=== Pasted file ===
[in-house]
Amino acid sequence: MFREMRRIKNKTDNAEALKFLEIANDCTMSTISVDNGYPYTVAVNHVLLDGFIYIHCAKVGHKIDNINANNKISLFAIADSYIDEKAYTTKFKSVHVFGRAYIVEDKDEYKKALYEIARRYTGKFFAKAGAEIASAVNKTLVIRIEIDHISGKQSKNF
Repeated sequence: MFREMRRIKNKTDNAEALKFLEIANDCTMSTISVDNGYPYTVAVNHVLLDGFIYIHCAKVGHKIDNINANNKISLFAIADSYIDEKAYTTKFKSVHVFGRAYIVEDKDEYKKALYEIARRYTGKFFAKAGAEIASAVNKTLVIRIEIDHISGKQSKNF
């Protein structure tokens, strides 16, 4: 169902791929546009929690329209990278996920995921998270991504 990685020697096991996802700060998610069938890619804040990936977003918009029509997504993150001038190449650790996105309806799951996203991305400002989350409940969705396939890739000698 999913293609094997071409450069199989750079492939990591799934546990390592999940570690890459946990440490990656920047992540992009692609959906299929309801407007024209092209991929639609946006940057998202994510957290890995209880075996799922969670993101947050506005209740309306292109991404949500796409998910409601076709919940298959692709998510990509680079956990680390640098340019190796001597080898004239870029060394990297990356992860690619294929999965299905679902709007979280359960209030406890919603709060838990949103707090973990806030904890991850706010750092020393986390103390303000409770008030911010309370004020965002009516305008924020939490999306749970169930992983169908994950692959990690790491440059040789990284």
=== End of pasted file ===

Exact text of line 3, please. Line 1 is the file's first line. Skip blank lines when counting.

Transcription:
Repeated sequence: MFREMRRIKNKTDNAEALKFLEIANDCTMSTISVDNGYPYTVAVNHVLLDGFIYIHCAKVGHKIDNINANNKISLFAIADSYIDEKAYTTKFKSVHVFGRAYIVEDKDEYKKALYEIARRYTGKFFAKAGAEIASAVNKTLVIRIEIDHISGKQSKNF